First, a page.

Top it all off with a satisfying ending, The Majestic is a winner. I know many of the critics wrote it off and its performance at the box office was nothing to write home about. Props to Jim Carrey and all the folks who gave this viewer something to cheer about.
A Beautiful Mind (2001)
The Best All-Around Movie I've seen since Sixth Sense (minor spoilers)
I was totally blown away by Ron Howard's masterpiece "A Beautiful Mind". I was so touched by the film that I went to the mall to buy Sylvia Nasar's book. Russell Crowe completely loses himself in the role of a mathematics genius who learns the reality and delusions of the world he sees are not necessarily the real world. I thought Crowe was incredible, Ed Harris is bone-chilling, and Jennifer Connelly was magnificent in her supporting role as Crowe's wife who desperately tries to love and support her husband as he battles his demons. I was mildly annoyed to learn that there were quite a few liberties taken with John Nash's life in the film, but I learned that after, so it did not affect my viewing experience at all. I adored this film and I'm sure Oscar will award it richly. A Beautiful Mind truly shows the redeeming power of love.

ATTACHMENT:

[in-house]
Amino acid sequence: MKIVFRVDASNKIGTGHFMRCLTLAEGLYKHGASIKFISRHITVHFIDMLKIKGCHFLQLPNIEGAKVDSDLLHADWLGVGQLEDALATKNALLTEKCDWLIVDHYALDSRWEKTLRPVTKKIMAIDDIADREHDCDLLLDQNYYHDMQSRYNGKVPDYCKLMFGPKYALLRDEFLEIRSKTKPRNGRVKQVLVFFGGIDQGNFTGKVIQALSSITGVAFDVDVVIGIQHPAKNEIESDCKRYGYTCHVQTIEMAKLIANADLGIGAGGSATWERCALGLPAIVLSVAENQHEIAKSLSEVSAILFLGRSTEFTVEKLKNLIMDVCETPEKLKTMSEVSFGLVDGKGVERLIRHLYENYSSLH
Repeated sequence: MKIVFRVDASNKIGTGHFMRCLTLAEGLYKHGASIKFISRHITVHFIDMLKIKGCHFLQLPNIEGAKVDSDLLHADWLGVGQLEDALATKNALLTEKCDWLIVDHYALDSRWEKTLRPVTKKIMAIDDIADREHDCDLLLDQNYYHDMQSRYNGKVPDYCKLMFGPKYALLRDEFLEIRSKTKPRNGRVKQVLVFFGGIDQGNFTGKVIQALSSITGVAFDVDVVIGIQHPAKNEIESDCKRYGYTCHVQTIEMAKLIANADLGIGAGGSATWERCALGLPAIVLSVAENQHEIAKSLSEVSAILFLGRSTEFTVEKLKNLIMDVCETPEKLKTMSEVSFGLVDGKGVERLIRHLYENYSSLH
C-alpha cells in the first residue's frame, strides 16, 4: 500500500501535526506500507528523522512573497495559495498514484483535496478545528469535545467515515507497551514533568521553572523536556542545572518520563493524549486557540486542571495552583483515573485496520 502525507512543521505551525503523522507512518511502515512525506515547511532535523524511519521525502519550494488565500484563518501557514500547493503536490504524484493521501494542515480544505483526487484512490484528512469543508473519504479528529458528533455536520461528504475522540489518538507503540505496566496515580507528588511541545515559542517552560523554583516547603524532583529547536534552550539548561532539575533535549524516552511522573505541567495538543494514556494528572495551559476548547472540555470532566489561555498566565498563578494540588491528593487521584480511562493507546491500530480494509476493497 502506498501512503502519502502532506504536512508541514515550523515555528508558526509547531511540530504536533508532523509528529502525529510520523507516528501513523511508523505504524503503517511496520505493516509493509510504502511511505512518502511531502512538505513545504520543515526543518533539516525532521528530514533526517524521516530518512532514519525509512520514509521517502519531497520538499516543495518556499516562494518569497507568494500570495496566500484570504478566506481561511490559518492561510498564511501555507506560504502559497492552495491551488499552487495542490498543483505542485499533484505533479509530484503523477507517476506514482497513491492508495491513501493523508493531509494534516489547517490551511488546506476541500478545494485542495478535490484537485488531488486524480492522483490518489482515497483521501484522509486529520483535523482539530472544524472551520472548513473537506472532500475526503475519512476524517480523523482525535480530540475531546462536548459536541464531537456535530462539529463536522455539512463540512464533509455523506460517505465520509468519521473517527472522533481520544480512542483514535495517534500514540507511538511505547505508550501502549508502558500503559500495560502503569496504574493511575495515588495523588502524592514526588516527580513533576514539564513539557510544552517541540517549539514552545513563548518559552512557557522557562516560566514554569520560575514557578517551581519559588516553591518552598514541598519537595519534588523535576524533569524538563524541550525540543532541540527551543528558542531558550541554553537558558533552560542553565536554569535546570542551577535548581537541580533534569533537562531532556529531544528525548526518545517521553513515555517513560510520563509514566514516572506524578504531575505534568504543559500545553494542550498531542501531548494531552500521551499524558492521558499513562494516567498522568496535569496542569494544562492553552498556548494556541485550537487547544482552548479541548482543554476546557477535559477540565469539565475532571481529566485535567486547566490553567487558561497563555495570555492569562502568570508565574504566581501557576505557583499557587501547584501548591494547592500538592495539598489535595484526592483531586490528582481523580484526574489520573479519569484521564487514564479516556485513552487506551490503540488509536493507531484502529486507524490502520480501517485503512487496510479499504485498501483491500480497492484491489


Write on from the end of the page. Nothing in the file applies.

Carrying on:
Hearts in Atlantis (2001)
Enjoyable but also forgettable
Yet another coming of age story, along the lines of Stephen King's earlier Stand By Me. It holds your interest while you watch, but it becomes somewhat forgettable afterwards. What sets it apart is the heartfelt performances by Anton Yelchin as Bobby Garfield and David Morse who plays Bobby as an adult, Hope Davis as Bobby's mother, and of course Anthony Hopkins as the mysterious Ted. The 1960s atmosphere is genuine, and so is the rapport between Hopkins (in his first major role since reprising Hannibal) and young Yelchin. This film was a breath of fresh air when it came out in October 2001. If you liked Stand By Me, I recommend Hearts In Atlantis.